Tuesday December 10, 2019

By Nicholas Demski


It isn’t unfair to suggest that Manny Pacquiao will throw more than 500 punches in a fight. Maybe that’s why, in 71 fights, he’s won 62 times and KO’ed 39 people. As he says, he throws punches in bunches. So, in 71 fights — assuming 500 punches per match and a 20% rate of punches connecting — he’s hit people with his brutal fists at least 7,000 times. How many times would he have to punch someone in the head to give them chronic traumatic encephalopathy? The exact number is unclear, but CTE is a real disease that’s taken the lives of many professional athletes. Contact sports like boxing and football are rife with lifelong athletes suffering from injuries to their brains.

According to the NCAA, it starts early. Even in their program, concussions make up 7.4% of all injuries of student-athletes.

Moreover, a 2016 report, which was published in the Journal of Vascular and Interventional Neurology, noted that boxers seem to suffer the worst forms of CTE due to “more frequent rotational and shearing impacts.” In other words: repeatedly getting punched in the face, jaw, and head. Since 2015 (when the movie, Concussion, came out) the NFL has been trying to renew its image. The movie gave an emotional insight into the trials and tribulations of athletes faced with CTE.

In the professional leagues, as we’ve previously reported, the attitudes around cannabis are shifting. So, what does that mean for athletes who might want to use cannabis to help with CTE, and what can it actually help with?

The Ways That Cannabis May Help Those with CTE

How does cannabis help people with CTE? The answer depends largely on the person. Cannabis is a highly individualistic plant that may do wonders for some people and nothing for others. Since every person has a unique endocannabinoid system, it’s no surprise their reactions vary. For many, the reason cannabis works for them will be highly scientific, with evidenced-based research supporting their outcomes. For others, cannabis helps in anecdotal ways, such as:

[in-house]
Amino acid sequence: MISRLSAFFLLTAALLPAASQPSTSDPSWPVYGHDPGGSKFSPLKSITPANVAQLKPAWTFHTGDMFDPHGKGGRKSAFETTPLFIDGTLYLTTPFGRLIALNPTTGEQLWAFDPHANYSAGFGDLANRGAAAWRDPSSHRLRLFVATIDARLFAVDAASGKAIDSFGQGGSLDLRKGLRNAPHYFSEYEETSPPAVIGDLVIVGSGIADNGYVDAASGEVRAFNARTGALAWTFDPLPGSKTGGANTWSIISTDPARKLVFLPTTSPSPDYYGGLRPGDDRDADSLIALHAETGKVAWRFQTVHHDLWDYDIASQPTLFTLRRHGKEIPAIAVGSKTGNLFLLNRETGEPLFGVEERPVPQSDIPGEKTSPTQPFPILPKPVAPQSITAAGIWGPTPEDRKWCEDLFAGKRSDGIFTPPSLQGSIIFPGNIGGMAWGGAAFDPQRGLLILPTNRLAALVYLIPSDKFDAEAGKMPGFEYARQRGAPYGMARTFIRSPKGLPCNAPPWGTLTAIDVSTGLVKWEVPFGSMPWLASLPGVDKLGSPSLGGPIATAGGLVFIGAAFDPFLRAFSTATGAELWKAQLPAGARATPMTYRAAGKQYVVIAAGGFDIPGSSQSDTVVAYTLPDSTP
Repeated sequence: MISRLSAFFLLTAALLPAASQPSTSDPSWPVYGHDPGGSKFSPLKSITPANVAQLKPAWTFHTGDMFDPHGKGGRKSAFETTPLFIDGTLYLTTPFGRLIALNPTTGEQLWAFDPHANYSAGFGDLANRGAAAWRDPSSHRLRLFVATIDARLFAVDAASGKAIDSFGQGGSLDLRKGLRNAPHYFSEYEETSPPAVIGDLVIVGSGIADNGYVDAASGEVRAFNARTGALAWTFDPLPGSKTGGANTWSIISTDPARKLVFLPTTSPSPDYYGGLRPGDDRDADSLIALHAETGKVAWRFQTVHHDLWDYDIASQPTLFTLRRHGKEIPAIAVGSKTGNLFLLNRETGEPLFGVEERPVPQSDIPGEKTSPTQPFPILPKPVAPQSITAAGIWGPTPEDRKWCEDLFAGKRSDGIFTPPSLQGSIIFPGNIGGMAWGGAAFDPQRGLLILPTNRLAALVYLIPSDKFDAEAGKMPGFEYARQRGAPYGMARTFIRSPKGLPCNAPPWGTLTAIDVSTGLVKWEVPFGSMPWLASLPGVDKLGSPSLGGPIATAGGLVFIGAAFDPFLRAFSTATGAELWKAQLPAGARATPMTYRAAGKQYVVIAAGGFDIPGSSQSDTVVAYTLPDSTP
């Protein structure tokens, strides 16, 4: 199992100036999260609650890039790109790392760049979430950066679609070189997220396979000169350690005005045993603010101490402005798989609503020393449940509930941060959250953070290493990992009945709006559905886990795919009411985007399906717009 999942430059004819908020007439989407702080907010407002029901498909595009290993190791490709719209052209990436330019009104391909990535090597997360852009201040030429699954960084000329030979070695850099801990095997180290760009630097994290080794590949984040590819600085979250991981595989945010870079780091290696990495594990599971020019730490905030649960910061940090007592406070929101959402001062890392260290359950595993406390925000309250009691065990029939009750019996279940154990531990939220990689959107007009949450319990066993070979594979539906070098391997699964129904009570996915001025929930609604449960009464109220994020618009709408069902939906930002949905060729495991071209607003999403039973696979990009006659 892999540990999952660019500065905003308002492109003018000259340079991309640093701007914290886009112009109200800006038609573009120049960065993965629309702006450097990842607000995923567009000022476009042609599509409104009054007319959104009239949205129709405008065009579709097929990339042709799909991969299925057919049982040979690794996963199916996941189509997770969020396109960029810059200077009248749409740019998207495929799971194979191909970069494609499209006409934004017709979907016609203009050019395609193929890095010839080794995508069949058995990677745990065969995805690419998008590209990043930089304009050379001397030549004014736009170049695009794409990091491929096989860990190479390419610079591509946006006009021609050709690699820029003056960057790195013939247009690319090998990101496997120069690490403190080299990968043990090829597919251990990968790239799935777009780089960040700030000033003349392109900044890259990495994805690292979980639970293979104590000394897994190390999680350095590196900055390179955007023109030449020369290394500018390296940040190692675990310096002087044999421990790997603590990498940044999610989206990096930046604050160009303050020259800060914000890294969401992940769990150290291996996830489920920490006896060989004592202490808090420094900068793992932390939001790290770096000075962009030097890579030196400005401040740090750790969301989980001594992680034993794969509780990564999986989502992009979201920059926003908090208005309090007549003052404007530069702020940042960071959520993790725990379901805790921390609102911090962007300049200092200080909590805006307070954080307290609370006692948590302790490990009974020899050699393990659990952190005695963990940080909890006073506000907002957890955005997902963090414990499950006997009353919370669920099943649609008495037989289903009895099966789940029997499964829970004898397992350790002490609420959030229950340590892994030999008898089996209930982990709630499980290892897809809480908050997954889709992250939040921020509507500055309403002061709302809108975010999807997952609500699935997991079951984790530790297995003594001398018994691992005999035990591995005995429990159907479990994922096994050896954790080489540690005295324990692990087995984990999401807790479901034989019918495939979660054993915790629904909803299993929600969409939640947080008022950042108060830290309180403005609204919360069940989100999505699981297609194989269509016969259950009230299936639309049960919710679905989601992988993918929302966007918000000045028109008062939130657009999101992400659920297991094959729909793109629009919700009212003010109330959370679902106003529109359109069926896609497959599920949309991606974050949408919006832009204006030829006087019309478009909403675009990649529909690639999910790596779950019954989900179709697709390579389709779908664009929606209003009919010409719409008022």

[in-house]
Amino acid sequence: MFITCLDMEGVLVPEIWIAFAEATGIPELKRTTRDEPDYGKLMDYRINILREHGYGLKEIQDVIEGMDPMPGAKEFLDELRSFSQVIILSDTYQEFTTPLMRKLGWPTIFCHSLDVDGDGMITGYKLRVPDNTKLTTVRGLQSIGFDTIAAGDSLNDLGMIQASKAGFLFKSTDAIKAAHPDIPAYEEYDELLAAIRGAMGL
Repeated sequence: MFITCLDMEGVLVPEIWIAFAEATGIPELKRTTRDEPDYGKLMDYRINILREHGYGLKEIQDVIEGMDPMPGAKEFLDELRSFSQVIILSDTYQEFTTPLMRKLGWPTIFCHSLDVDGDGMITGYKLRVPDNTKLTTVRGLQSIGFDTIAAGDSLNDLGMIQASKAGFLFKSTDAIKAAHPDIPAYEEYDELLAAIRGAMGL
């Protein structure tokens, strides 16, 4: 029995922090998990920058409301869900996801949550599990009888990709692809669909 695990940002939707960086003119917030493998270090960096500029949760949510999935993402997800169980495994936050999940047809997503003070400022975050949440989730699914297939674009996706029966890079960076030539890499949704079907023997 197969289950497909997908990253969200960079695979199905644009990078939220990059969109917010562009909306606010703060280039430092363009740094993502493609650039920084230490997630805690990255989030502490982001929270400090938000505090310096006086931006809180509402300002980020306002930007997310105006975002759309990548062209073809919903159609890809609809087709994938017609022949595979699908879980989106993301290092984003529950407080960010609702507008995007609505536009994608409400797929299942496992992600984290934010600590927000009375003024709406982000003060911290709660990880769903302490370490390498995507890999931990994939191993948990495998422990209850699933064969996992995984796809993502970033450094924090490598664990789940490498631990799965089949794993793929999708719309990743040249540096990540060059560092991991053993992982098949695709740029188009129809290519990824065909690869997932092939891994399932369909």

Ways Cannabis Might Help With CTE:

  • Improved sleep
  • Clearer mental states
  • Less anger
  • Improved quality of life

According to a 2014 study, cannabis may actually help with the most important thing about a traumatic brain injury (TBI): survival. The study, which was published in the journal, American Surgeon, found that “a positive THC screen is associated with decreased mortality in adult patients sustaining TBI.”

These results were garnered from a three-year window where patients who suffered a TBI were tested for toxicology in their systems. Essentially, the study showed that simply by having cannabis in their systems, people were more likely to survive a serious blow to the head. This means that professional athletes who suffer repeated blows to the head, such as NFL players, may benefit simply by consuming cannabis.

Does Cannabis Help Prevent CTE?

Research like that published in 2014 leads us to ask the question, “does cannabis help prevent CTE?”

When heads get bashed, brains experience excitotoxicity. In other words, there is too much extracellular glutamate, which is toxic to the human brain and a serious repercussion of suffering a brain injury. 

A paper published in 2000 found that “cannabidiol was demonstrated to reduce hydroperoxide toxicity in neurons” and that “cannabidiol was superior to both alpha-tocopherol and ascorbate in protective capacity” when used to prevent glutamate toxicity.

People boxing
Contact sports, like boxing and football, are the main contributors of brain damage for professional athletes. photo credit

If CBD is able to help prevent glutamate toxicity, there’s also a chance that it will help prevent chronic glutamate toxicity for professional athletes. The recurring concussive hits may be partially offset by the chronic use of cannabis. So, what does the latest research say about the use of medical marijuana for CTE?

The Best Cannabinoids for People Suffering from CTE